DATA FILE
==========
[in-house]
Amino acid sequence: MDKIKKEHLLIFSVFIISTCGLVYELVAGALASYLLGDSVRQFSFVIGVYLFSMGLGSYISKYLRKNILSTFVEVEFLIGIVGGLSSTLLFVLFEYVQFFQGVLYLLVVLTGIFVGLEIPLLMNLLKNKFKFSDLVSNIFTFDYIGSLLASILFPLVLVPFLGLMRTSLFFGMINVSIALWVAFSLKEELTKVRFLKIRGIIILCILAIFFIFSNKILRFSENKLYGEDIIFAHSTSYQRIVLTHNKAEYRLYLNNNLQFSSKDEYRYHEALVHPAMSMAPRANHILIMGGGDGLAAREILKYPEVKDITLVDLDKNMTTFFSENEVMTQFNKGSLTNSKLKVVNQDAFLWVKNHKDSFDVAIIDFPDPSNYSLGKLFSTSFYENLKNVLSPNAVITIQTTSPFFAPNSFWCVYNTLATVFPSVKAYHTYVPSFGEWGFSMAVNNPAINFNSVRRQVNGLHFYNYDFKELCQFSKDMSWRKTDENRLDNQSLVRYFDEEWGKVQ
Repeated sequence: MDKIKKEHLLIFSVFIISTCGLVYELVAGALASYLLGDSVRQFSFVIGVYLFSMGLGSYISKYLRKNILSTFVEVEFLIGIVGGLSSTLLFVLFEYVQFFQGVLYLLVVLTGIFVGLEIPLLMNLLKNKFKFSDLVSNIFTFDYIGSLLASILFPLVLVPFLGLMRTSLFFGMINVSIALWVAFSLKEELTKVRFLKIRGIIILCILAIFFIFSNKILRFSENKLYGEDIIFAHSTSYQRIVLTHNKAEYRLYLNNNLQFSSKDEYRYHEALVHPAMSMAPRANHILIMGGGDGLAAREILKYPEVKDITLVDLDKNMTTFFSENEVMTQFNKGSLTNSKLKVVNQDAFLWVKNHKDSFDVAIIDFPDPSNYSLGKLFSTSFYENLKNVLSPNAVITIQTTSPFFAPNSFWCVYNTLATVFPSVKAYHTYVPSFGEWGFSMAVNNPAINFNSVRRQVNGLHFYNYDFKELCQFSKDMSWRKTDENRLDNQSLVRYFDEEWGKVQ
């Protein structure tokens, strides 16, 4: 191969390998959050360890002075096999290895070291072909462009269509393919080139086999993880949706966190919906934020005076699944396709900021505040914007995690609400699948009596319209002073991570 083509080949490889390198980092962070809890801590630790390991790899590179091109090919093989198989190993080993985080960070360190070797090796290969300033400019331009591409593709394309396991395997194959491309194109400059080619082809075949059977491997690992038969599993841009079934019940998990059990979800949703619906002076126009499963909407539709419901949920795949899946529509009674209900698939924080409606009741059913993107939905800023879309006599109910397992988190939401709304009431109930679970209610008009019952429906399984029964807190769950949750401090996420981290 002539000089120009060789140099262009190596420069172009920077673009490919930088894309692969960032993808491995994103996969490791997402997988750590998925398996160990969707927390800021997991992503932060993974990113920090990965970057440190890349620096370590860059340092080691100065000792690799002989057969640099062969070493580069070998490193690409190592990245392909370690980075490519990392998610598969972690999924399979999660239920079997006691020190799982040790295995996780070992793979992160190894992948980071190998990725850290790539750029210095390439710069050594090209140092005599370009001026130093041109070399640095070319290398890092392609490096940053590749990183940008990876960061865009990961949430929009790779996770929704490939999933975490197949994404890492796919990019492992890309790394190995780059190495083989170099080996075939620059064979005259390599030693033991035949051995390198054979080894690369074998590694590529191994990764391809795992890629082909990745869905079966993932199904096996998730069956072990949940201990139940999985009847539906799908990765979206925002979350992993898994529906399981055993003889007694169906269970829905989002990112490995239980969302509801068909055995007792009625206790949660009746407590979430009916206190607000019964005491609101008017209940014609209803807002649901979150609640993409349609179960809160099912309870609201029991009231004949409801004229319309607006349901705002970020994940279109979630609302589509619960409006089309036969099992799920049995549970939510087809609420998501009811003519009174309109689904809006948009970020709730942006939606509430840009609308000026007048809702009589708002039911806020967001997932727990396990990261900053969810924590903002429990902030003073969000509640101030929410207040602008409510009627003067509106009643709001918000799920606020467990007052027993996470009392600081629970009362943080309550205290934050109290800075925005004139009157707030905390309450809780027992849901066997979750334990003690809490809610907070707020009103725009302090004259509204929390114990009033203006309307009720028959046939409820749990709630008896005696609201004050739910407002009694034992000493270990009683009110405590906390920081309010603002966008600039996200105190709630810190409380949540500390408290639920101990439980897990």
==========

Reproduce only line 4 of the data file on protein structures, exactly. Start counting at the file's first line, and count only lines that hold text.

């Protein structure tokens, strides 16, 4: 191969390998959050360890002075096999290895070291072909462009269509393919080139086999993880949706966190919906934020005076699944396709900021505040914007995690609400699948009596319209002073991570 083509080949490889390198980092962070809890801590630790390991790899590179091109090919093989198989190993080993985080960070360190070797090796290969300033400019331009591409593709394309396991395997194959491309194109400059080619082809075949059977491997690992038969599993841009079934019940998990059990979800949703619906002076126009499963909407539709419901949920795949899946529509009674209900698939924080409606009741059913993107939905800023879309006599109910397992988190939401709304009431109930679970209610008009019952429906399984029964807190769950949750401090996420981290 002539000089120009060789140099262009190596420069172009920077673009490919930088894309692969960032993808491995994103996969490791997402997988750590998925398996160990969707927390800021997991992503932060993974990113920090990965970057440190890349620096370590860059340092080691100065000792690799002989057969640099062969070493580069070998490193690409190592990245392909370690980075490519990392998610598969972690999924399979999660239920079997006691020190799982040790295995996780070992793979992160190894992948980071190998990725850290790539750029210095390439710069050594090209140092005599370009001026130093041109070399640095070319290398890092392609490096940053590749990183940008990876960061865009990961949430929009790779996770929704490939999933975490197949994404890492796919990019492992890309790394190995780059190495083989170099080996075939620059064979005259390599030693033991035949051995390198054979080894690369074998590694590529191994990764391809795992890629082909990745869905079966993932199904096996998730069956072990949940201990139940999985009847539906799908990765979206925002979350992993898994529906399981055993003889007694169906269970829905989002990112490995239980969302509801068909055995007792009625206790949660009746407590979430009916206190607000019964005491609101008017209940014609209803807002649901979150609640993409349609179960809160099912309870609201029991009231004949409801004229319309607006349901705002970020994940279109979630609302589509619960409006089309036969099992799920049995549970939510087809609420998501009811003519009174309109689904809006948009970020709730942006939606509430840009609308000026007048809702009589708002039911806020967001997932727990396990990261900053969810924590903002429990902030003073969000509640101030929410207040602008409510009627003067509106009643709001918000799920606020467990007052027993996470009392600081629970009362943080309550205290934050109290800075925005004139009157707030905390309450809780027992849901066997979750334990003690809490809610907070707020009103725009302090004259509204929390114990009033203006309307009720028959046939409820749990709630008896005696609201004050739910407002009694034992000493270990009683009110405590906390920081309010603002966008600039996200105190709630810190409380949540500390408290639920101990439980897990």